The biggest challenge for backpackers is fitting all the gear you need for a multi-day trip into your pack, and keeping the weight low enough that you enjoy your hike instead of being pulled down like a pack mule. Vargo offers a solution with its BOT, a combo titanium waterbottle and cookpot in one.
The one-liter container has a screw top lid with a heat resistant o-ring. Screw the top on, and you have a leak-proof waterbottle that slides into the side mesh pocket of your favorite pack and weighs in at one ounce lighter than your standard Nalgene. Unscrew and flip the lid, and your waterbottle turns into cookpot with a cover, perfect for boiling water or a single serving of mac and cheese—it's also easy to clean. Both pot and lid are compatible with standard pot grippers.
Over recent months—well, years, actually—the debate concering hardshell fabrics and their capabilities has been heating up. Though waterproof, breathable materials have been around for quite some time, the quest for the perfect combination of the two characteristics has been something of a holy grail for textile producers.
One of the front runners in finding the perfect waterproof/breathable balance is Polartec, with its NeoShell fabric. So we asked our cross-country walking tester, Andrew Forsthoefel, to put Rab’s Stretch Neo jacket and pants through their paces to see how they would fare.
Over the course of his 3,000-mile journey, Andrew has been rained on in 10 different states, and he gave us a report on the gear he’s been using for the past 11 months.
By replacing traditional poles with inflatable "AirPoles," Kelty’s family camping-sized shelters set up in under a minute with a dual-action floor pump, the kind you’d use to pump up an inflatable raft. The rainfly is pre-attached to the body of the tent, so there is no futzing with inner and outer layers.
Field testing gear in real-world conditions is the only way to know which pieces are exceptional and which are run of the mill. So, immediately after the Outdoor Retailer Show in Salt lake City wrapped, I hopped on a plane bound for Anchorage, Alaska, with Helly Hansen, Cascade Designs and Hayter PR to test select gear slated for a spring 2013 release.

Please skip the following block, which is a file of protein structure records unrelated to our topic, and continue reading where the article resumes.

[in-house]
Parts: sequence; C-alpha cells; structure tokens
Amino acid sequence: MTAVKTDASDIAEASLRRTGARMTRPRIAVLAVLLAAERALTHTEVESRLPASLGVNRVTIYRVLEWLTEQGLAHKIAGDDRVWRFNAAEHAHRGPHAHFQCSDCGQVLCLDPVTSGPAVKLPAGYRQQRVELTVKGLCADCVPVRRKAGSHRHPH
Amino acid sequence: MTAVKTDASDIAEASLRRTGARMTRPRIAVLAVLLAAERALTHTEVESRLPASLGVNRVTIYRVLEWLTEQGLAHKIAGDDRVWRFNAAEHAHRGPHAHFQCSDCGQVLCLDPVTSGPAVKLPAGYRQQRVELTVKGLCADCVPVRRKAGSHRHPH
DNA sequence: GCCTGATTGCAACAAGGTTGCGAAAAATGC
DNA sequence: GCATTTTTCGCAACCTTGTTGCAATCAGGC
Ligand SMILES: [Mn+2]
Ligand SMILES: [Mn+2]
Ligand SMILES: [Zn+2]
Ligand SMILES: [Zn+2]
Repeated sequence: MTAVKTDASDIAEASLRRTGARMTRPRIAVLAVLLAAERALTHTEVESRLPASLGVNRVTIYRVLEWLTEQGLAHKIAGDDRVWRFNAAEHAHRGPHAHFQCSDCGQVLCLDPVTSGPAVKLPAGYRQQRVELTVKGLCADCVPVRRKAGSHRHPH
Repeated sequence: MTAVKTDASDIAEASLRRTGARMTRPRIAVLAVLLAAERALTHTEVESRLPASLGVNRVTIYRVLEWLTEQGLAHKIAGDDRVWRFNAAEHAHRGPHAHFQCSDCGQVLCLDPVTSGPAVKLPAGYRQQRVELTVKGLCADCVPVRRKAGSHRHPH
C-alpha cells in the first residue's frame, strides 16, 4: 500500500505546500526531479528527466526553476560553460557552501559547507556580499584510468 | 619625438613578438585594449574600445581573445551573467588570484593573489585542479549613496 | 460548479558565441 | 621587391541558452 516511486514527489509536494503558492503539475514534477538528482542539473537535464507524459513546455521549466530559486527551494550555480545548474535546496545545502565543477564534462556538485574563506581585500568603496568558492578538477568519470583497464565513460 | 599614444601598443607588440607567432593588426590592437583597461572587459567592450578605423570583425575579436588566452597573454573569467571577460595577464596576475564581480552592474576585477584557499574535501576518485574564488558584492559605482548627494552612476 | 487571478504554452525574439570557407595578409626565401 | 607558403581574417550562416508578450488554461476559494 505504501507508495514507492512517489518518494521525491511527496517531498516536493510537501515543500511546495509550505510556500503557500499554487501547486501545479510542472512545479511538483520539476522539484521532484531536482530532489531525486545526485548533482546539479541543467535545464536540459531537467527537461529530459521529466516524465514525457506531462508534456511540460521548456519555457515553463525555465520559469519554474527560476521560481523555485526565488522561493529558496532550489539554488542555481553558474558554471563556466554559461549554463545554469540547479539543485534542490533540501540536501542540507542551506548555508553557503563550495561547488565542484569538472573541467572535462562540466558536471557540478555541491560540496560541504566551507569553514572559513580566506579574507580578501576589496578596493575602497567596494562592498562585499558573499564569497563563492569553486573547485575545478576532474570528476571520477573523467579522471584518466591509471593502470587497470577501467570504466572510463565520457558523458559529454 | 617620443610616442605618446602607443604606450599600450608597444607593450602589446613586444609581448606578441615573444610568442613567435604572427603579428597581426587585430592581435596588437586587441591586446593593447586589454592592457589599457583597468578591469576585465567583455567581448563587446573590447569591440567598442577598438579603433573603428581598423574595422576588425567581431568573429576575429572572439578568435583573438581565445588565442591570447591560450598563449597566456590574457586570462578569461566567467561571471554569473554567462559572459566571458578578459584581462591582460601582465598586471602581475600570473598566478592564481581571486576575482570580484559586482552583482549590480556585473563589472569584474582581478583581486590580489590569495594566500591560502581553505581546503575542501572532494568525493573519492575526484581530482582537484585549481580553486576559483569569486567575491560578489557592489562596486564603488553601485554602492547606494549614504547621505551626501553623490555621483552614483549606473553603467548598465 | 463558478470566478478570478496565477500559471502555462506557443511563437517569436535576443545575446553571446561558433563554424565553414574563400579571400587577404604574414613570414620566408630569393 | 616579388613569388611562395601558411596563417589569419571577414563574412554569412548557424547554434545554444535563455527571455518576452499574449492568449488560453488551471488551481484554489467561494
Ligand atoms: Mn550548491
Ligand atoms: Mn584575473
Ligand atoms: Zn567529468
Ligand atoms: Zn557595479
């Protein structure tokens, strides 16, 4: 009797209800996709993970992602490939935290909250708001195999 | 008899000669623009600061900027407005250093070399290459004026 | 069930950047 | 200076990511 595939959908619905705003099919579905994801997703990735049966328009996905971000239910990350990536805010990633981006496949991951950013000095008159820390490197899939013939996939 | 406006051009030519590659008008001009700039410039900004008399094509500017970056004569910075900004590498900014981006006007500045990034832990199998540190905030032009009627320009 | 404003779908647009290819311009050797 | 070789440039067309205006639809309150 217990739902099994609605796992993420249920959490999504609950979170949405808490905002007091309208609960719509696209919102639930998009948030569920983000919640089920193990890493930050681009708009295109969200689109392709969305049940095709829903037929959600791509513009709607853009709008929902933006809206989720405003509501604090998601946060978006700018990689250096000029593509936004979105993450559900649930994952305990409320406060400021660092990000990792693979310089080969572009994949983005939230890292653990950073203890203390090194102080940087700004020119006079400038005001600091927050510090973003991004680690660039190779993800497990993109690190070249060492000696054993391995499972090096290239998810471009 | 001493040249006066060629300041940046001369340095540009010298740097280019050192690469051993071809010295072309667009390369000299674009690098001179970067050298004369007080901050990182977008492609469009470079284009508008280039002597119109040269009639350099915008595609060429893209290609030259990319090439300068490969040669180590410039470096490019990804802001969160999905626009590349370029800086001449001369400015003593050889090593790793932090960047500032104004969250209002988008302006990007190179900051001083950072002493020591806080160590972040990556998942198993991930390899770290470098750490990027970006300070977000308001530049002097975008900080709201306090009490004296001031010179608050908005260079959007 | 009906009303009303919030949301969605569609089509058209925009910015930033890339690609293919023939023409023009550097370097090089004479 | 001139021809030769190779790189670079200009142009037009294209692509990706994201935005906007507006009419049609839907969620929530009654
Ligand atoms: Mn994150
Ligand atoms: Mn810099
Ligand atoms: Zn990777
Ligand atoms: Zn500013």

For five days, we camped, fished, sailed, hiked, ice climbed and watched bears gobble salmon out of Alaskan streams. We took stoves, bags and apparel into the elements and put them through their paces. Here's what rose to the top:
HELLY HANSEN GUIDING LIGHT Helly designers changed how they knit the inner layer of HellyTech three-ply, the company's own waterproof breathable membrane, to make this 14-ounce three-layer jacket. It's the most breathable waterproof jacket Helly has ever built. The circle knit inner layer is slippery against other layers of clothing, so whether hiking, climbing or backcountry skiing, you won't ever feel restricted by your clothing layers binding.
Helly builds all of their technical gear to handle Perfect Storm-like conditions, whether you're on the side of the mountain or at sea. So even though it's light and very breathable, there is no compromise in this jacket's waterproofness. The Guiding Light is not flashy or gimmicky—just highly functional and well made. Available spring 2013, $460; hellyhansen.com.
Mountain bikers tend to get short shrift when it comes to high-quality apparel, especially shorts. While many companies make solid outers, the accompanying chamois is often thin and insufficient. We used to lament baggies that don't ship with pads but have recently changed our tune: Not only are they cheaper this way, but we always end up subbing our favorite bib or chamois underneath anyway. And while we've yet to find a combination set as good as the Mavic Stratos, we have come across a handful of solid performers. If you need a good pad, look no further than the Mavic Under Short ($80).
DYNAFIT SHORE U SHORTS ($130) These baggies would be our outright favorites except for one thing: Ours came in a bright white colorway, which quickly became stained and muddy brown. Dynafit has wisely discontinued the white, and while the green they've replaced it with is more durable, you have to be a Kermit fanatic to pull it off (we're not). Fashion aside, these shorts are brilliant. The stretch ripstop material is both comfy and bombproof, with baggy-but-tailored patterning that's flattering and smooth to ride in. The zip hip pockets aren't super useful since anything in them hops around with every pedal stroke, but the ample Velcro thigh pockets more than make up for it. Fit is dialed thanks to the elastic and Velcro band tucked in the rear of the waist, and our favorite feature is the venting, with the entire rear section of the short open and mesh-lined for air flow. Thankfully, along with the White Shore Us, Dynafit also discontinued the X4 Chamois Knicks, which were far too minimal for serious riding—don't get suckered into buying them on closeout.
BOTTOM LINE: Killer baggies. Now how about those colors...?